Swarms in the Law
Human swarms arise and take shape mainly on the major internet platforms. This book, edited by Ben Köhler and Stefan Korch, senior research fellows at the Max Planck Institute for Comparative and International Private Law, addresses the legal challenges posed by human swarms and by the phenomenon of emergent collectivity, for example in relation to shitstorms, swarm trading, and wildcat strikes.
The term “swarm” is a metaphor for loose associations of people that exhibit emergent behavioural patterns. These patterns are what differentiates swarms from simple gatherings or large crowds. Through social media, it has become easier for people to network and form into groups, and this has given rise to phenomena, both societal and legal, that were virtually unknown up until a few decades ago – at least not in the frequency and intensity with which they now occur.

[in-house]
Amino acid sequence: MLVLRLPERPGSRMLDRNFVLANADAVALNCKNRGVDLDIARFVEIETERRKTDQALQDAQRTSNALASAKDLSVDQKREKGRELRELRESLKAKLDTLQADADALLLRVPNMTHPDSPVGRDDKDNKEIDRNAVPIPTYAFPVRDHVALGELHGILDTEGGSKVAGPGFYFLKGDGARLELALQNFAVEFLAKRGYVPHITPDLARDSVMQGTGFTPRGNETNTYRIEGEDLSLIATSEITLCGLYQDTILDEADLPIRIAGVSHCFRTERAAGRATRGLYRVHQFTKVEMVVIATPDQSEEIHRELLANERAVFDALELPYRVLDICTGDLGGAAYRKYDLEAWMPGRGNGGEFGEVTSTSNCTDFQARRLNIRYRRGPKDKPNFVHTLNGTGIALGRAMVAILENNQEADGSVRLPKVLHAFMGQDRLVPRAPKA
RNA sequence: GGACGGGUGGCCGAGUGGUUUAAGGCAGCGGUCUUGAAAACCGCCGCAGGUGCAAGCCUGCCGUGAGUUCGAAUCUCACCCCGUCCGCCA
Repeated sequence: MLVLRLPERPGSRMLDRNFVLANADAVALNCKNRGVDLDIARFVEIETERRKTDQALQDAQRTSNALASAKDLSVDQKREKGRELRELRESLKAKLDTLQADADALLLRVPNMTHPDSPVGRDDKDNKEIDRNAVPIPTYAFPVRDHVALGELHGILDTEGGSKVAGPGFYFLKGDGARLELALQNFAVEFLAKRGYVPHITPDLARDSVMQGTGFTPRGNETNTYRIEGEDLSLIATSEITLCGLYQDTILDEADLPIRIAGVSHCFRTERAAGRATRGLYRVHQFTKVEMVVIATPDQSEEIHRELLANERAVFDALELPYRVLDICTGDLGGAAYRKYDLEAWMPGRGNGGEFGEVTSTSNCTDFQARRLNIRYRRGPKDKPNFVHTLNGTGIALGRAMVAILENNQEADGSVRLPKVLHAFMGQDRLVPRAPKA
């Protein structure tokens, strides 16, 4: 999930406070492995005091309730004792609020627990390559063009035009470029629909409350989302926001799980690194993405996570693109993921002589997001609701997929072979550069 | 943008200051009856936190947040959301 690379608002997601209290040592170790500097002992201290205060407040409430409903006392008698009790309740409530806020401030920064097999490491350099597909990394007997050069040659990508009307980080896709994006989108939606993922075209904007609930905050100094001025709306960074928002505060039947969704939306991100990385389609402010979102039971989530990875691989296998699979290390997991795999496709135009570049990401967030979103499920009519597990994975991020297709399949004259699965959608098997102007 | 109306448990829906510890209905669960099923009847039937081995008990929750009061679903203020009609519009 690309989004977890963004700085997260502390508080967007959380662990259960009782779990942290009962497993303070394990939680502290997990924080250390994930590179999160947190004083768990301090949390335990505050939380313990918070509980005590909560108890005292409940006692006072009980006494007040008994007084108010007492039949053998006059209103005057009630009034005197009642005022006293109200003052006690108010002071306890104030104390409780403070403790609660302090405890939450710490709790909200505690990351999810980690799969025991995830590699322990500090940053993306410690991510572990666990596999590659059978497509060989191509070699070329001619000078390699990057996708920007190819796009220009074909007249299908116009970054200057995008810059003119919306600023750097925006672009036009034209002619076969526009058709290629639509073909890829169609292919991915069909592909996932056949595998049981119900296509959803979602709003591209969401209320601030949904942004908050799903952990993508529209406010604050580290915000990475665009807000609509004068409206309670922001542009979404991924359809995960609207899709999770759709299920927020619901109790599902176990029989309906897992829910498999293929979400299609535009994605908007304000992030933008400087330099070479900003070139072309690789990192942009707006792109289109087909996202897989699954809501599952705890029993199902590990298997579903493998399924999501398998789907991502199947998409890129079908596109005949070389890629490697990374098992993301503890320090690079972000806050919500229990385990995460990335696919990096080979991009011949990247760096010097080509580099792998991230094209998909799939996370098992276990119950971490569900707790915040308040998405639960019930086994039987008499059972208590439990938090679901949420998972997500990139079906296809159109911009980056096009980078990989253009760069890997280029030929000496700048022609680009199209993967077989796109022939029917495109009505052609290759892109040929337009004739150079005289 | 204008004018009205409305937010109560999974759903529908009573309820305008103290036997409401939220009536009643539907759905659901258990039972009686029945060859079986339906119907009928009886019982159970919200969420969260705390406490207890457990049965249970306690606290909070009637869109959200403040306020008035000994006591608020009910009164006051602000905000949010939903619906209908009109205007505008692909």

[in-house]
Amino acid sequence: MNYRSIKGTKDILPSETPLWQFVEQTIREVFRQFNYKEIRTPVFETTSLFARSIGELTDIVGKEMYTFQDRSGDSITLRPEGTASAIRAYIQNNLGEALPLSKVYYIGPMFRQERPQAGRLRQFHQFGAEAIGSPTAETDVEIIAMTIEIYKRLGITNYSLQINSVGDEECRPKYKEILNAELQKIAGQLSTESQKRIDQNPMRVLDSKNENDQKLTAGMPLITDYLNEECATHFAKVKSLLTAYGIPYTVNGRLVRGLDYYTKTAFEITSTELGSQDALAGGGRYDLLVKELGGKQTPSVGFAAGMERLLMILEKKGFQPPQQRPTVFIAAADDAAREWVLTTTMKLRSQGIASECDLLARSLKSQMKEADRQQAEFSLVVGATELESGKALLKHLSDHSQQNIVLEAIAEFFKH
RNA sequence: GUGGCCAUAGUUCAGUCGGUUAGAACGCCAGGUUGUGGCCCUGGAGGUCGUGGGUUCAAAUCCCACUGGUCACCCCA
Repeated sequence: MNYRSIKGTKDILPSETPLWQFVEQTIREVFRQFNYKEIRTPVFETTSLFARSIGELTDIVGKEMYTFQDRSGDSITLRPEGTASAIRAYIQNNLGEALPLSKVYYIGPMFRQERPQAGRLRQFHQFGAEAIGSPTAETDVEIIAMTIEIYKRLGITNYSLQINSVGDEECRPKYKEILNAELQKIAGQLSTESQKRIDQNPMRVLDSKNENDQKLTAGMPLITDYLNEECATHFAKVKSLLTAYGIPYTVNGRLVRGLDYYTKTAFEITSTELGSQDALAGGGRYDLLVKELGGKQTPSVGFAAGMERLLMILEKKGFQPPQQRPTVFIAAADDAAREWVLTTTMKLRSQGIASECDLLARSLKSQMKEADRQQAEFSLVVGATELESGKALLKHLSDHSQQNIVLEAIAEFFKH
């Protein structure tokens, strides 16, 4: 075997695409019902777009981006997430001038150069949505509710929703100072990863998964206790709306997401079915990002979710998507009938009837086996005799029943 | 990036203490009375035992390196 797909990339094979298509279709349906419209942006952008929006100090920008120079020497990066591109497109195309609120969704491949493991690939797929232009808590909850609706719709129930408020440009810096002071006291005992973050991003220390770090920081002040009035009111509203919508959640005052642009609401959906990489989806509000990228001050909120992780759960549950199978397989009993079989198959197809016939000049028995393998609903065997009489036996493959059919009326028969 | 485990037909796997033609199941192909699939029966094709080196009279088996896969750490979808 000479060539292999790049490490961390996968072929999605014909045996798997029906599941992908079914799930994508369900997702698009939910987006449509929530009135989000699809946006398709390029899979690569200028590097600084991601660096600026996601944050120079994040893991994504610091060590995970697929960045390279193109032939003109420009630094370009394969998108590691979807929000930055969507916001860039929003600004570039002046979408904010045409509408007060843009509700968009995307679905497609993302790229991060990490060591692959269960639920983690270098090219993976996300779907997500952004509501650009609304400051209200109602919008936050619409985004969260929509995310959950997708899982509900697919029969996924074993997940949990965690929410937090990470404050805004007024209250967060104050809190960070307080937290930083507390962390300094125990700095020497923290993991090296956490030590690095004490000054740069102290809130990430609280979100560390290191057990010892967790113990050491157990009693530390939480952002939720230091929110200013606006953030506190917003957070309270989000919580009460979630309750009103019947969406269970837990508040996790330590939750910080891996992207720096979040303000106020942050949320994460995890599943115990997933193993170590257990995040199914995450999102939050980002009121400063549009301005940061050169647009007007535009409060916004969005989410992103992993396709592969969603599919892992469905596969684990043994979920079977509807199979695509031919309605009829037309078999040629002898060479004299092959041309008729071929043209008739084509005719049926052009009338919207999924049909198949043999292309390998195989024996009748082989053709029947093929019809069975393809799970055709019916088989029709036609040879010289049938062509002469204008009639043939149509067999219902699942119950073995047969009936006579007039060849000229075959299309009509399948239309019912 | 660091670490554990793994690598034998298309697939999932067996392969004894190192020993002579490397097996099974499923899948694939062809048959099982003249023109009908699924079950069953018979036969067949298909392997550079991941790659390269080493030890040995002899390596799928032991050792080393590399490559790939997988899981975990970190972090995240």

The book originated in a conference at the Max Planck Institute for Comparative and International Private Law in Hamburg in the summer of 2022. With contributions by German and Austrian researchers, it looks at the major platforms in their role as infrastructure for the swarm, at responsibility and accountability in relation to swarm behaviour, and at swarms in capital markets and labour law. In addition to basic questions of civil and criminal liability for swarm behaviour, the contributions focus on the European as well as the international dimensions of the phenomenon.
Image: © Max Planck Institute for Comparative and International Private Law / Marlena Staak